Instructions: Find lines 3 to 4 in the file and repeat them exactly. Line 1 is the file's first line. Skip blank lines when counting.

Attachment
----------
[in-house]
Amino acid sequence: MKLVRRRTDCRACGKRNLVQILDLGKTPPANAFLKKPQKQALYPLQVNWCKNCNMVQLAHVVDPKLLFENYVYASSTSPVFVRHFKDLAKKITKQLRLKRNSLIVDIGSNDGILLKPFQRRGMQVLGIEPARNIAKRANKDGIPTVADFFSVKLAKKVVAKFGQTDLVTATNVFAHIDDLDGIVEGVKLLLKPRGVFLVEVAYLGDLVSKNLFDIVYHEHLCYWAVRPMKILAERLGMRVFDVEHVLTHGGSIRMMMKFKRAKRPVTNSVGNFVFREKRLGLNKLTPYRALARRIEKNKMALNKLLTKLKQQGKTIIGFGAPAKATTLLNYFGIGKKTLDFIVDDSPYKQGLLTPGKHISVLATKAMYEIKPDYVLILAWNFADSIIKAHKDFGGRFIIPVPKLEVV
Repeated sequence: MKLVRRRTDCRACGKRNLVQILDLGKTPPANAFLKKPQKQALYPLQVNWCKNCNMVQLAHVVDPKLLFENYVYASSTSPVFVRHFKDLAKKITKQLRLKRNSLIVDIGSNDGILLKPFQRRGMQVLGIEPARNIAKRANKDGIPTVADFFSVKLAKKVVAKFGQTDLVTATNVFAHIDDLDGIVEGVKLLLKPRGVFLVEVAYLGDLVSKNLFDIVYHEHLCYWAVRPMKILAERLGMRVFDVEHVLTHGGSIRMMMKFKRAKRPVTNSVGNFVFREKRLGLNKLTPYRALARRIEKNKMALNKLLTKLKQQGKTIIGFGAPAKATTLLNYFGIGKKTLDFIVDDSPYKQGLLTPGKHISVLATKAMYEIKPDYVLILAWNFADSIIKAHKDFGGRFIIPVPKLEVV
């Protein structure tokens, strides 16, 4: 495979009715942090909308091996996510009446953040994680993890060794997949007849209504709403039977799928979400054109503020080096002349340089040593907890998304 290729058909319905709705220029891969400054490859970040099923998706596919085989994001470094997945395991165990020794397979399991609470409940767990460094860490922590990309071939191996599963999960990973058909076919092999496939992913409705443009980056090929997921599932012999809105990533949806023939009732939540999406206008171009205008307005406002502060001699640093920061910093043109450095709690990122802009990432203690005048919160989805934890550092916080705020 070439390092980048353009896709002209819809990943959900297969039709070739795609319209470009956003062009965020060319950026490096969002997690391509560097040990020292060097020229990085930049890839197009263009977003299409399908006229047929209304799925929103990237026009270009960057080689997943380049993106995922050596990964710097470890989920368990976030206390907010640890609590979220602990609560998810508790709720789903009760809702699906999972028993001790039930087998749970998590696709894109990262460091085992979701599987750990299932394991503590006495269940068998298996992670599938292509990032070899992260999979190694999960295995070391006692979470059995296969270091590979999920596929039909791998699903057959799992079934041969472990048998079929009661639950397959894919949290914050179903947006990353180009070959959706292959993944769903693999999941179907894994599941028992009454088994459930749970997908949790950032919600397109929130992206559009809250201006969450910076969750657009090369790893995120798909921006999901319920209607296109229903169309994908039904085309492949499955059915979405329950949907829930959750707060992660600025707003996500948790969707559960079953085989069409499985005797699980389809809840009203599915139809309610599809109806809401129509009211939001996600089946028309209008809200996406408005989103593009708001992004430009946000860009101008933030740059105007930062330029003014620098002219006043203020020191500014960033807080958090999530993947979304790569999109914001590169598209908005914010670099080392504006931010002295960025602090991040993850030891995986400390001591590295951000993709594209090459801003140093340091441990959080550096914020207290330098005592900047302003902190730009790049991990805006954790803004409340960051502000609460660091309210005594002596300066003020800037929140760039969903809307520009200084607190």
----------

Repeated sequence: MKLVRRRTDCRACGKRNLVQILDLGKTPPANAFLKKPQKQALYPLQVNWCKNCNMVQLAHVVDPKLLFENYVYASSTSPVFVRHFKDLAKKITKQLRLKRNSLIVDIGSNDGILLKPFQRRGMQVLGIEPARNIAKRANKDGIPTVADFFSVKLAKKVVAKFGQTDLVTATNVFAHIDDLDGIVEGVKLLLKPRGVFLVEVAYLGDLVSKNLFDIVYHEHLCYWAVRPMKILAERLGMRVFDVEHVLTHGGSIRMMMKFKRAKRPVTNSVGNFVFREKRLGLNKLTPYRALARRIEKNKMALNKLLTKLKQQGKTIIGFGAPAKATTLLNYFGIGKKTLDFIVDDSPYKQGLLTPGKHISVLATKAMYEIKPDYVLILAWNFADSIIKAHKDFGGRFIIPVPKLEVV
């Protein structure tokens, strides 16, 4: 495979009715942090909308091996996510009446953040994680993890060794997949007849209504709403039977799928979400054109503020080096002349340089040593907890998304 290729058909319905709705220029891969400054490859970040099923998706596919085989994001470094997945395991165990020794397979399991609470409940767990460094860490922590990309071939191996599963999960990973058909076919092999496939992913409705443009980056090929997921599932012999809105990533949806023939009732939540999406206008171009205008307005406002502060001699640093920061910093043109450095709690990122802009990432203690005048919160989805934890550092916080705020 070439390092980048353009896709002209819809990943959900297969039709070739795609319209470009956003062009965020060319950026490096969002997690391509560097040990020292060097020229990085930049890839197009263009977003299409399908006229047929209304799925929103990237026009270009960057080689997943380049993106995922050596990964710097470890989920368990976030206390907010640890609590979220602990609560998810508790709720789903009760809702699906999972028993001790039930087998749970998590696709894109990262460091085992979701599987750990299932394991503590006495269940068998298996992670599938292509990032070899992260999979190694999960295995070391006692979470059995296969270091590979999920596929039909791998699903057959799992079934041969472990048998079929009661639950397959894919949290914050179903947006990353180009070959959706292959993944769903693999999941179907894994599941028992009454088994459930749970997908949790950032919600397109929130992206559009809250201006969450910076969750657009090369790893995120798909921006999901319920209607296109229903169309994908039904085309492949499955059915979405329950949907829930959750707060992660600025707003996500948790969707559960079953085989069409499985005797699980389809809840009203599915139809309610599809109806809401129509009211939001996600089946028309209008809200996406408005989103593009708001992004430009946000860009101008933030740059105007930062330029003014620098002219006043203020020191500014960033807080958090999530993947979304790569999109914001590169598209908005914010670099080392504006931010002295960025602090991040993850030891995986400390001591590295951000993709594209090459801003140093340091441990959080550096914020207290330098005592900047302003902190730009790049991990805006954790803004409340960051502000609460660091309210005594002596300066003020800037929140760039969903809307520009200084607190």